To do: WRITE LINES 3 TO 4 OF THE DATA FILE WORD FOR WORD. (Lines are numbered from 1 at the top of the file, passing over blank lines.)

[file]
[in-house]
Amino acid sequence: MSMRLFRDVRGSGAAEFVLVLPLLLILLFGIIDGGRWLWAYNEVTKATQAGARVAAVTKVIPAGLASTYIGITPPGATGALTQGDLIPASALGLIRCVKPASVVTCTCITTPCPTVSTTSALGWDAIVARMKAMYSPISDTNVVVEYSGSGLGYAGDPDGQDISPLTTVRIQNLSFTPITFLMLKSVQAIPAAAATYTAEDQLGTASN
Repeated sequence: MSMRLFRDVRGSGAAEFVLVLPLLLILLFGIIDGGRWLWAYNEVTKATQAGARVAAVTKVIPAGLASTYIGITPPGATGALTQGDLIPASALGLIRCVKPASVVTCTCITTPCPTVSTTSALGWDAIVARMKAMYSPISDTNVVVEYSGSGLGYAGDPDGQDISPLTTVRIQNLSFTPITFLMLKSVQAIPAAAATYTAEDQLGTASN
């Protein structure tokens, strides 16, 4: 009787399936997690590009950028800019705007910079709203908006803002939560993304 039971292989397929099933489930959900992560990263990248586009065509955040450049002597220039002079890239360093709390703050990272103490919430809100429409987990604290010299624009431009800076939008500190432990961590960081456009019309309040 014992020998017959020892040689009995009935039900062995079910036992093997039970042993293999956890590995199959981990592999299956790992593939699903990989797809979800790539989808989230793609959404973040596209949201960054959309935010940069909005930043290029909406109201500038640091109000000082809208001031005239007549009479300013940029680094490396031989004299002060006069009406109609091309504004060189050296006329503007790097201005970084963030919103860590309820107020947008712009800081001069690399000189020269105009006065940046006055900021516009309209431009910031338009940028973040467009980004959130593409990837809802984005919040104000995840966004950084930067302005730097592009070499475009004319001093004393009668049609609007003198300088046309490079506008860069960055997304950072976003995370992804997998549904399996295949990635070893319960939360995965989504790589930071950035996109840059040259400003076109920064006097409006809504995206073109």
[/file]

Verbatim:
Repeated sequence: MSMRLFRDVRGSGAAEFVLVLPLLLILLFGIIDGGRWLWAYNEVTKATQAGARVAAVTKVIPAGLASTYIGITPPGATGALTQGDLIPASALGLIRCVKPASVVTCTCITTPCPTVSTTSALGWDAIVARMKAMYSPISDTNVVVEYSGSGLGYAGDPDGQDISPLTTVRIQNLSFTPITFLMLKSVQAIPAAAATYTAEDQLGTASN
């Protein structure tokens, strides 16, 4: 009787399936997690590009950028800019705007910079709203908006803002939560993304 039971292989397929099933489930959900992560990263990248586009065509955040450049002597220039002079890239360093709390703050990272103490919430809100429409987990604290010299624009431009800076939008500190432990961590960081456009019309309040 014992020998017959020892040689009995009935039900062995079910036992093997039970042993293999956890590995199959981990592999299956790992593939699903990989797809979800790539989808989230793609959404973040596209949201960054959309935010940069909005930043290029909406109201500038640091109000000082809208001031005239007549009479300013940029680094490396031989004299002060006069009406109609091309504004060189050296006329503007790097201005970084963030919103860590309820107020947008712009800081001069690399000189020269105009006065940046006055900021516009309209431009910031338009940028973040467009980004959130593409990837809802984005919040104000995840966004950084930067302005730097592009070499475009004319001093004393009668049609609007003198300088046309490079506008860069960055997304950072976003995370992804997998549904399996295949990635070893319960939360995965989504790589930071950035996109840059040259400003076109920064006097409006809504995206073109």